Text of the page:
Is migrant worker exploitation Theresa May’s legacy?

Is migrant worker exploitation Theresa May’s legacy?

Is migrant worker exploitation Theresa May’s legacy?

As Theresa May bids farewell to politics, her legacy is one of controversy, particularly within migrant communities and advocacy circles.

As Prime Minister May passed the Modern Slavery Act in 2015, hailed at the time as a crowning achievement that offered “world-leading protections” for trafficking survivors. May has also been at the front and center of the criticism launched at her own party’s leadership for immigration policies that will essentially abandon trafficking victims.

At the same time, as home secretary, May is the person who introduced changes to the rules governing the Overseas Domestic Worker (ODW) visa in 2012, severely limiting workers’ ability to escape exploitative situations – a situation which persists to this day.

May’s forced labor legacy

Previously, workers could switch employers and eventually settle in the U.K., but after her regulations were implemented, workers were then tied to their initial employers, leaving many vulnerable to abuse.

Francesca Humi who has supported migrant domestic workers in the U.K. shares,

Combined, these rule changes made it very difficult for employees to escape abuse without being threatened with removal if they overstayed their visa. Few employers will hire a domestic worker midway through a six-month visa, as they have to register these changes with the Home Office to sponsor the worker, which is too complicated for most employers, especially for such a short period of time. But domestic workers cannot be without an employer and remain legally in the UK.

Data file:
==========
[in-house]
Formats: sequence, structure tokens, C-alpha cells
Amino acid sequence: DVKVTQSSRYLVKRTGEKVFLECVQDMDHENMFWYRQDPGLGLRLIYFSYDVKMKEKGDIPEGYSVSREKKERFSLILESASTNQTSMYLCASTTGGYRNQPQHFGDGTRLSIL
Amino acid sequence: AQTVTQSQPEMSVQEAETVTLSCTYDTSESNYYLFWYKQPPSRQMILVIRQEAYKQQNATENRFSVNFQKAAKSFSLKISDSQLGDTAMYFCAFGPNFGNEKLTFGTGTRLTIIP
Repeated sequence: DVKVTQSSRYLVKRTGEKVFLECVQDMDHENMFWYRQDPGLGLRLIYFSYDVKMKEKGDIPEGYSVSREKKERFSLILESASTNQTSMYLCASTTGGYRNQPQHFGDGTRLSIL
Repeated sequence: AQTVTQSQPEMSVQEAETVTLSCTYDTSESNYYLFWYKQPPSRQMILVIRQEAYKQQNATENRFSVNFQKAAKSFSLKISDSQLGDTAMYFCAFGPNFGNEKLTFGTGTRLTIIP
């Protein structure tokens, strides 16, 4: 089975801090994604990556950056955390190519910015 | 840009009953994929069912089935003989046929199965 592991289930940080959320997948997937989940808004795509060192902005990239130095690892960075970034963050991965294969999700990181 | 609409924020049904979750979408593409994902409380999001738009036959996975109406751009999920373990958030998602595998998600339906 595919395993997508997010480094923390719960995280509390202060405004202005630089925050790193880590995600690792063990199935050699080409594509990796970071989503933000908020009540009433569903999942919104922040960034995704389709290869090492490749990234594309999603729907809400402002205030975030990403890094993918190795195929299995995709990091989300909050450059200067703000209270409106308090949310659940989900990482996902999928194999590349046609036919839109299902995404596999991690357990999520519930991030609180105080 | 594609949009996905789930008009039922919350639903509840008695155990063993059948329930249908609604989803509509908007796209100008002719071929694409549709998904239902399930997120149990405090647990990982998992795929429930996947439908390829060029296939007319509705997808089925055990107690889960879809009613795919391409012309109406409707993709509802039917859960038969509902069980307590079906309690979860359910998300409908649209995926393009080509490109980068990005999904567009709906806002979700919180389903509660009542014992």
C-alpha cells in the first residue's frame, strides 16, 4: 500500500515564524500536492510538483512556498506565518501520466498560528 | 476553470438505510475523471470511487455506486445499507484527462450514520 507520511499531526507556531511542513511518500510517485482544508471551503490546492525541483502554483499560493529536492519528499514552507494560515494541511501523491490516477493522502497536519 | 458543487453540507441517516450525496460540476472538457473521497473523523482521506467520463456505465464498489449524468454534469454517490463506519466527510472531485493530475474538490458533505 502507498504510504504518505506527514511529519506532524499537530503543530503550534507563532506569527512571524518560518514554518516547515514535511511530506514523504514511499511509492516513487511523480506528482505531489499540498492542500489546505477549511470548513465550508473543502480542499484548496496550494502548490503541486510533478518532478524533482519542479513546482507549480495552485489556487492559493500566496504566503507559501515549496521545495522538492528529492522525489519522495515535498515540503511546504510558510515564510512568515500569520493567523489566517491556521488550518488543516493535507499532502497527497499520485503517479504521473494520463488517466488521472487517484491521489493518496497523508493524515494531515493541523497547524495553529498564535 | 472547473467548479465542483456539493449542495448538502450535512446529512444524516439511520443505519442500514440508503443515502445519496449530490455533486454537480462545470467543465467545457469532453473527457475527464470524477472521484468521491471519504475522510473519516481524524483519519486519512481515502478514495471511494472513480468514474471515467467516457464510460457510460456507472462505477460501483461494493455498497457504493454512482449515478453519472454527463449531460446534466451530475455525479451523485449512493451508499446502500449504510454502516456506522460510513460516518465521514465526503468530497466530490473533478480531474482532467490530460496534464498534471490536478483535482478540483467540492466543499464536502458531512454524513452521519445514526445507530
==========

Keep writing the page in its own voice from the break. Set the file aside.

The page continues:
This is what it means to be tied, and the result has been that migrant domestic workers can’t escape the exploitation and abuse because they cannot afford the consequences of protecting themselves, or might not know what options for protection they have.

The implementation of May’s policies coincided with a stark rise in reported cases of exploitation among migrant domestic workers. Prior to 2012, instances of psychological abuse and the denial of days off were already distressingly high at 54%, according to Kalayaan, a charity specializing in migrant worker support. However, post-2012, these figures skyrocketed, with 74% of workers reporting psychological abuse and a staggering 100% deprived of any respite, according to data collected by the same organization in 2013.

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